Competition among airlines could lead to big travel savings
By Matt Smith
Canada may have a reputation as one of the most expensive countries in which to fly, but things are looking up for travellers. While airfare prices aren’t quite in free fall, new competition in the airways might just mean a lower fare the next time you fly. Both WestJet and Air Canada now offer “basic economy” fares on select flights—no-frills seats for a greatly discounted price.
While the concept may be new to Canadians, it’s been around in the United States for a while, with Delta, United, and American Airlines all offering this type of pricing. For Air
Canada, it’s called “economy basic,” and WestJet terms it “econo (lowest).” As the names suggest, flights at this price point are lacking in amenities, and any add-ons cost extra. You aren’t eligible for a refund if you cancel your trip, and you can’t change flights. Seat reservations and checked baggage are extras, although both carriers allow you one carry-on bag.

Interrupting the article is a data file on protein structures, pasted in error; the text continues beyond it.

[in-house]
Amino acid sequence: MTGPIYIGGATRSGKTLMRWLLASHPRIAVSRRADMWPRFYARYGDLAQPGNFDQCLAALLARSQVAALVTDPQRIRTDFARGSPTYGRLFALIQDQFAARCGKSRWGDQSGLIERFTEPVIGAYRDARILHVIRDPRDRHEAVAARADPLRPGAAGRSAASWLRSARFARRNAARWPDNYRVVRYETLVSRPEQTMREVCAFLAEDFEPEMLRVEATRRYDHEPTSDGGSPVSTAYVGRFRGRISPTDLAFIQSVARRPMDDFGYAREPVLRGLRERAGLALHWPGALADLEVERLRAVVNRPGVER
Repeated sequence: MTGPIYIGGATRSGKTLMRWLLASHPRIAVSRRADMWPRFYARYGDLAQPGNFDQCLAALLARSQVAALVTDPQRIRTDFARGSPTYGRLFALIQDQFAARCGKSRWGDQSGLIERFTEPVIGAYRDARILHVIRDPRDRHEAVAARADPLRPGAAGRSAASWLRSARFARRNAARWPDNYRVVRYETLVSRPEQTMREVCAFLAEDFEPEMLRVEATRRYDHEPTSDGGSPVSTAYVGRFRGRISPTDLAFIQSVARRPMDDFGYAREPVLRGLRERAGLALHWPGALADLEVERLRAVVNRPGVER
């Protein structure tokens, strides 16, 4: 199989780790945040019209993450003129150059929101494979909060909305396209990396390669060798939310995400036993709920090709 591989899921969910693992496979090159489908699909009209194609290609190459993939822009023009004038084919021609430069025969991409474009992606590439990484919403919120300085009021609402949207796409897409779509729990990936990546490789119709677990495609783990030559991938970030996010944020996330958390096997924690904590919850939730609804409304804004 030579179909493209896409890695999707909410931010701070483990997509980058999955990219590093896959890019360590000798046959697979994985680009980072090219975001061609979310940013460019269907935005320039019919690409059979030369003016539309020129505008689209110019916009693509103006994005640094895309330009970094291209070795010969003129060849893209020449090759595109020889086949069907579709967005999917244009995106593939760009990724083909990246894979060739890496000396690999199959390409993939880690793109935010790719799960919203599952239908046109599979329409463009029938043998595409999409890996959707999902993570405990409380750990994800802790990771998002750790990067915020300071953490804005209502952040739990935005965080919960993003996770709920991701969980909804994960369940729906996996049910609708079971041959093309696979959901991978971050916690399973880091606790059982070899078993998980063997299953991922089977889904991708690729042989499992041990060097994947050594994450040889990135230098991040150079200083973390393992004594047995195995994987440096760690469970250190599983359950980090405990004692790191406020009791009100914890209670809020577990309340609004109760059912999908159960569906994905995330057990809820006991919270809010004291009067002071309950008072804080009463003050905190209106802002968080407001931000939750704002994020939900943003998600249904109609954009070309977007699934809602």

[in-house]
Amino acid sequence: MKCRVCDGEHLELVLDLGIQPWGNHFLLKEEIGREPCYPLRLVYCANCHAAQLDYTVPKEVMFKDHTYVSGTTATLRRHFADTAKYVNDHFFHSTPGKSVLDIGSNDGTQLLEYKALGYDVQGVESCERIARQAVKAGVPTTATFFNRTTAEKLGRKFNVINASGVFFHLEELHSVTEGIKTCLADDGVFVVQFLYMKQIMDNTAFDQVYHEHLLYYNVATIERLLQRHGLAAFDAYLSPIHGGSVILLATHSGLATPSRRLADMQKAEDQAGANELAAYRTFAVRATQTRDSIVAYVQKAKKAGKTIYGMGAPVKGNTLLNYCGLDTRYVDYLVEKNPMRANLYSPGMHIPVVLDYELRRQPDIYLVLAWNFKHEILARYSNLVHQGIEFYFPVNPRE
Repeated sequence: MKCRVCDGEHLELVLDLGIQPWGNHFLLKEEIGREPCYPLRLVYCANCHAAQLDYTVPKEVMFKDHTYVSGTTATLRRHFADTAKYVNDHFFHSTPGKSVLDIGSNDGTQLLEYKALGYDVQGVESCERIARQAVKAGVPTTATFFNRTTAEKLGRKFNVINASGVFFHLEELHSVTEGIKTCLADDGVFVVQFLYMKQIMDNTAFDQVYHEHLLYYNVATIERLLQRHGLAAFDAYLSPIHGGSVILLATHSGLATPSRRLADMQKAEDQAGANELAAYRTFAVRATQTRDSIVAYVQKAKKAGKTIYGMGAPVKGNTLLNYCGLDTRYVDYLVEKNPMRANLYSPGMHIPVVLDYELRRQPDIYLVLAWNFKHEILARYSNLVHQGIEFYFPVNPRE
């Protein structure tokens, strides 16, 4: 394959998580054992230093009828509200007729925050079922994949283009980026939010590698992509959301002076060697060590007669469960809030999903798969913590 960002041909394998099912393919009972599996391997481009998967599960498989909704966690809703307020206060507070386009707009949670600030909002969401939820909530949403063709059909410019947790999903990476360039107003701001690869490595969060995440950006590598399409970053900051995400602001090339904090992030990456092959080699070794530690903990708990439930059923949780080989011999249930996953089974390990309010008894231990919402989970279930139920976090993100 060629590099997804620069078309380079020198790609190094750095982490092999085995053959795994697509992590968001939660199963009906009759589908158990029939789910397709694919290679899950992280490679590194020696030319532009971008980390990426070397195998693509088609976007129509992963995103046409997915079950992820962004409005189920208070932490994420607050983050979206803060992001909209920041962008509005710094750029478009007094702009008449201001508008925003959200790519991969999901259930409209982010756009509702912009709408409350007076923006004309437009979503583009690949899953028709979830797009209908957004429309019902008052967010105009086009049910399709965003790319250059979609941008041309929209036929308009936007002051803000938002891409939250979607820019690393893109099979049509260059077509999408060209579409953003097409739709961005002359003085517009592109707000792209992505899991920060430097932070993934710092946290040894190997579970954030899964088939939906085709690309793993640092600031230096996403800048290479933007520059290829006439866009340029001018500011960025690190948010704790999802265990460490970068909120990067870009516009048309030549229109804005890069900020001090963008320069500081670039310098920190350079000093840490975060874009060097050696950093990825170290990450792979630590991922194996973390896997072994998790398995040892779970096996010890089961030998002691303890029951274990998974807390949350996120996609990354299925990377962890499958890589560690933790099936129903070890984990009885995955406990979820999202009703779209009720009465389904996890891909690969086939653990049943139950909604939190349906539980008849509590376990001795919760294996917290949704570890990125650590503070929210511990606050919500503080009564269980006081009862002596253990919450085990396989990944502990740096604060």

Thrifty travellers now have the option of flying on a new airline, as well. Swoop, WestJet’s new ultra low-cost carrier, first took to the skies on June 20. Advertising flights for as low as $39, Swoop has a pricing structure is similar to the basic economy options discussed above. By default, your ticket just covers the price of a seat, with additional amenities available for an added cost.
The airline currently offers service only between smaller airports in Abbotsford, BC, Edmonton, Halifax, Hamilton, and Winnipeg, with the promise of expanding to other cities within the year. These smaller airports don’t charge the fees more major centres do, which helps to keep cost down.
Swoop isn’t the only ultra low-cost carrier operating out of Canada: Wow Air offers service to Europe from Montreal and Toronto at very affordable rates, and Flair Airlines serves Western Canada out of Abbotsford. Another ultra low-cost carrier, Canada Jetlines, aims to take to the air soon, as well.